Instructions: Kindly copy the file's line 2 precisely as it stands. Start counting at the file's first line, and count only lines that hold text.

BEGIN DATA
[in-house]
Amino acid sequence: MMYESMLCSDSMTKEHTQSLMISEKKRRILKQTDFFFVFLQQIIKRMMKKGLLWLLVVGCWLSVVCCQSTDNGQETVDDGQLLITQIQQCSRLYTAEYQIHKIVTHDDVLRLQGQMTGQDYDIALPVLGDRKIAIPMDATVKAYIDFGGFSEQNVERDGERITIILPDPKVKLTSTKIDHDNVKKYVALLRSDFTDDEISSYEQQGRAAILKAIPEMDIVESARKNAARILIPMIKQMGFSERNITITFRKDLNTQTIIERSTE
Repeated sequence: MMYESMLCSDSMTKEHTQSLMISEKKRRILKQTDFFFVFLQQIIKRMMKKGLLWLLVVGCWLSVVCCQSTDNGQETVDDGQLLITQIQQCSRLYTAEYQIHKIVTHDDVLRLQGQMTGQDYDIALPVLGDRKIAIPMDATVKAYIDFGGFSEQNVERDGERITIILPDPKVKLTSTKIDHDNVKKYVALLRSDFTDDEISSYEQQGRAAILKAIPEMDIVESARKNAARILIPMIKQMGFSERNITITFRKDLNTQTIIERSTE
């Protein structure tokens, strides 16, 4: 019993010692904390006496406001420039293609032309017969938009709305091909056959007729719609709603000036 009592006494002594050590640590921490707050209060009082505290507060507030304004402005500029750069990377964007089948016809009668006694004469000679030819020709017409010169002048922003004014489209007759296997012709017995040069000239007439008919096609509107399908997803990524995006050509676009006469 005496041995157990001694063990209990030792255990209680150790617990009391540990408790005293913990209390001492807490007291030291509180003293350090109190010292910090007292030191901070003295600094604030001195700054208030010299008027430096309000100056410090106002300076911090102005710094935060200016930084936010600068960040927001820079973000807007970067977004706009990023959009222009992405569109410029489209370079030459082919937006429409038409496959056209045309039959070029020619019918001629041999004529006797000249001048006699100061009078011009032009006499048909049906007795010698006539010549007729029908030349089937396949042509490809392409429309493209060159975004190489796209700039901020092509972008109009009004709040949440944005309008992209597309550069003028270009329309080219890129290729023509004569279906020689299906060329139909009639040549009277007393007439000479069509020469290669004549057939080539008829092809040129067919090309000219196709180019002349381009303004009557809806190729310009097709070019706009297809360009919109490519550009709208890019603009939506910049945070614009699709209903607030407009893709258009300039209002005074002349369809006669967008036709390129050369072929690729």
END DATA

Amino acid sequence: MMYESMLCSDSMTKEHTQSLMISEKKRRILKQTDFFFVFLQQIIKRMMKKGLLWLLVVGCWLSVVCCQSTDNGQETVDDGQLLITQIQQCSRLYTAEYQIHKIVTHDDVLRLQGQMTGQDYDIALPVLGDRKIAIPMDATVKAYIDFGGFSEQNVERDGERITIILPDPKVKLTSTKIDHDNVKKYVALLRSDFTDDEISSYEQQGRAAILKAIPEMDIVESARKNAARILIPMIKQMGFSERNITITFRKDLNTQTIIERSTE